Furnaces are rated in BTU's then you have to take the efficiency into account.
100,000 BTU furnace that is 80% efficient is an 80,000 btu furnace. Number chosen to make it easy.
There is nothing wrong with R-22, it is just expensive. It can still be purchased. I ripped my R22 system out 4 years ago and discovered that the new R410a is not any better. Oh the days of R12. I found that after I got my A coil out the inside of the coil was dirty. If I had done a good cleaning I could have saved $3500 in equipment. Yes the inside of the coil, pain in the ass to get to but possible.
A better than average tech can evaluate your system and find the flaws in it when compared to what is available today.
Since you in the SW you will not be able to buy anything less than 14-15 seer. Which is a joke to use as a comparison tool. It is not about the equipment it is about how your house feels. The amp draw will go down a bit the higher the seer. Mine went from 23 amps to 19. Electric bill stayed the same.

All MFG's build to a price point. Between the MFG's there is very little differences in the equipment in the class. Choose something that has a great, not good, local parts stock.

Multi speed units for new construction and a very tight home maybe. Retrofit, save your money. You need a better than average equipment installer to apply high tech equipment.
The installer is the MOST important part of this equation.

I choose VFD's on my air handler. I do so because the stock programing goes a long way to handle the humidity in my home. Humidity causes health issues for me. (desert dweller so I can breathe) If not important to you then you can go with something less expensive.
I would be interested in air filtration in the new equipment. A way to keep the home cleaner is always a good idea. Cheaper when done on the install.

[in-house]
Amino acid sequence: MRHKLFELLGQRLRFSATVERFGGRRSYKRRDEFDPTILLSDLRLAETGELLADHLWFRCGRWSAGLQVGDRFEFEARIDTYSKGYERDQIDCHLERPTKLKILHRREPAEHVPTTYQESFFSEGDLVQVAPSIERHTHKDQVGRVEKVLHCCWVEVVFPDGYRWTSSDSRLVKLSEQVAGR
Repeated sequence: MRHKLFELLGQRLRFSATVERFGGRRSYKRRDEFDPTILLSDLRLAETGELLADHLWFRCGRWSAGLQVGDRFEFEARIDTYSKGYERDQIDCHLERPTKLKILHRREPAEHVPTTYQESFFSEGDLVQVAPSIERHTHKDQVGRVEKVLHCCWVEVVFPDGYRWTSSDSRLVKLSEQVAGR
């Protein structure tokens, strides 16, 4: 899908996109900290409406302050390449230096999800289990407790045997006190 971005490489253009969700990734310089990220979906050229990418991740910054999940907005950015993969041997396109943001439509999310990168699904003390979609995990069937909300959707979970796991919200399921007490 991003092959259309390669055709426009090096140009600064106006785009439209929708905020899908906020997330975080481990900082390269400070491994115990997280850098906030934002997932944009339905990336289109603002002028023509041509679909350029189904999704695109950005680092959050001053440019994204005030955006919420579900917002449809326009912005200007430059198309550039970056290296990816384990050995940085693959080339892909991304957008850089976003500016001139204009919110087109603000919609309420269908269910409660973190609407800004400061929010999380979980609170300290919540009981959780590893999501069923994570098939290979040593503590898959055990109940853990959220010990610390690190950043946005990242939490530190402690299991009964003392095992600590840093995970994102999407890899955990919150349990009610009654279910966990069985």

Back up heat might be a good idea, but only if you have an alternate source of power. (generator installed correctly as back up) My family in Paris, TX were pretty chilly last winter.
They have several fireplaces and wood stacked outside.

Lastly where the equipment is located and the area around it is very important. Sizes of the equipment has changed. Mine was narrower and shorter than what I replaced.
Split systems have line sets, if in good condition these can be cleaned. If not clean correctly can be a problem. Mixing freon is not a good idea.

I personally will not own a vehicle with ONSTAR nor will have have my computer on wireless.
I am old school when it comes to security. OFF is impossible to hack.

I am building a new home and chose 2 inverter mini splits for it. Lots of differences and no duct work install. Besides the rated noise from the minis is less than what I have now.
 

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I have both gas heat and a heat pump. Heatpump heat is much more comfortable than furnace heat. That is something to consider. When it gets really cold, gas heat is the order of the day.
I think you'll find at least as many people that will tell you that gas heat is far more comfortable then a heat pump. Its a personal preference/comfort think. Not something that holds true for everyone.
 

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Discussion Starter · #18 ·
Can someone speak to multi stage AC systems? Their operation compared to a single stage that we are use to?

Thanks
 

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Multi stage, or 2 stage?
 

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The lower the capacity it can run at, (2 or more stages) the longer it runs. Preferably indefinitely. It mixes air better, but you also have less aggressive temperature swings. That holds true for gas heating, cooling, or heat pumps, etc.